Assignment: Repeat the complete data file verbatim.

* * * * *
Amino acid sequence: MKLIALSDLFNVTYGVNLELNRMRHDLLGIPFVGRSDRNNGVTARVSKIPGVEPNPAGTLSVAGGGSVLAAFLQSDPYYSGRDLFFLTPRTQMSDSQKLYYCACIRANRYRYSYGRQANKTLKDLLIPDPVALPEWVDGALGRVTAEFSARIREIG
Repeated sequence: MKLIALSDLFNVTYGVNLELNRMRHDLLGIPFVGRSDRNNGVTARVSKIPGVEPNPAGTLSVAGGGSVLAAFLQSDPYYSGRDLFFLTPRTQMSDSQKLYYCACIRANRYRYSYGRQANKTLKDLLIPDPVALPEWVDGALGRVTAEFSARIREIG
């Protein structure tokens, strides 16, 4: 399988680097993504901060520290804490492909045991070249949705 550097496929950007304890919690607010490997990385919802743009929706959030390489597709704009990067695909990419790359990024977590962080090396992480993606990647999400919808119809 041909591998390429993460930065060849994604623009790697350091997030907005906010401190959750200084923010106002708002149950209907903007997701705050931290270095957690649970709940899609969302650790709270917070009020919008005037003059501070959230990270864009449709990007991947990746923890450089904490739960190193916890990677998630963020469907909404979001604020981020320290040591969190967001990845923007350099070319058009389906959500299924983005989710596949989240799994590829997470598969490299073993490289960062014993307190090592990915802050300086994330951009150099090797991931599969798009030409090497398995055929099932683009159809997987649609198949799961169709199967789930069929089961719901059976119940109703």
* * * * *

Amino acid sequence: MKLIALSDLFNVTYGVNLELNRMRHDLLGIPFVGRSDRNNGVTARVSKIPGVEPNPAGTLSVAGGGSVLAAFLQSDPYYSGRDLFFLTPRTQMSDSQKLYYCACIRANRYRYSYGRQANKTLKDLLIPDPVALPEWVDGALGRVTAEFSARIREIG
Repeated sequence: MKLIALSDLFNVTYGVNLELNRMRHDLLGIPFVGRSDRNNGVTARVSKIPGVEPNPAGTLSVAGGGSVLAAFLQSDPYYSGRDLFFLTPRTQMSDSQKLYYCACIRANRYRYSYGRQANKTLKDLLIPDPVALPEWVDGALGRVTAEFSARIREIG
């Protein structure tokens, strides 16, 4: 399988680097993504901060520290804490492909045991070249949705 550097496929950007304890919690607010490997990385919802743009929706959030390489597709704009990067695909990419790359990024977590962080090396992480993606990647999400919808119809 041909591998390429993460930065060849994604623009790697350091997030907005906010401190959750200084923010106002708002149950209907903007997701705050931290270095957690649970709940899609969302650790709270917070009020919008005037003059501070959230990270864009449709990007991947990746923890450089904490739960190193916890990677998630963020469907909404979001604020981020320290040591969190967001990845923007350099070319058009389906959500299924983005989710596949989240799994590829997470598969490299073993490289960062014993307190090592990915802050300086994330951009150099090797991931599969798009030409090497398995055929099932683009159809997987649609198949799961169709199967789930069929089961719901059976119940109703």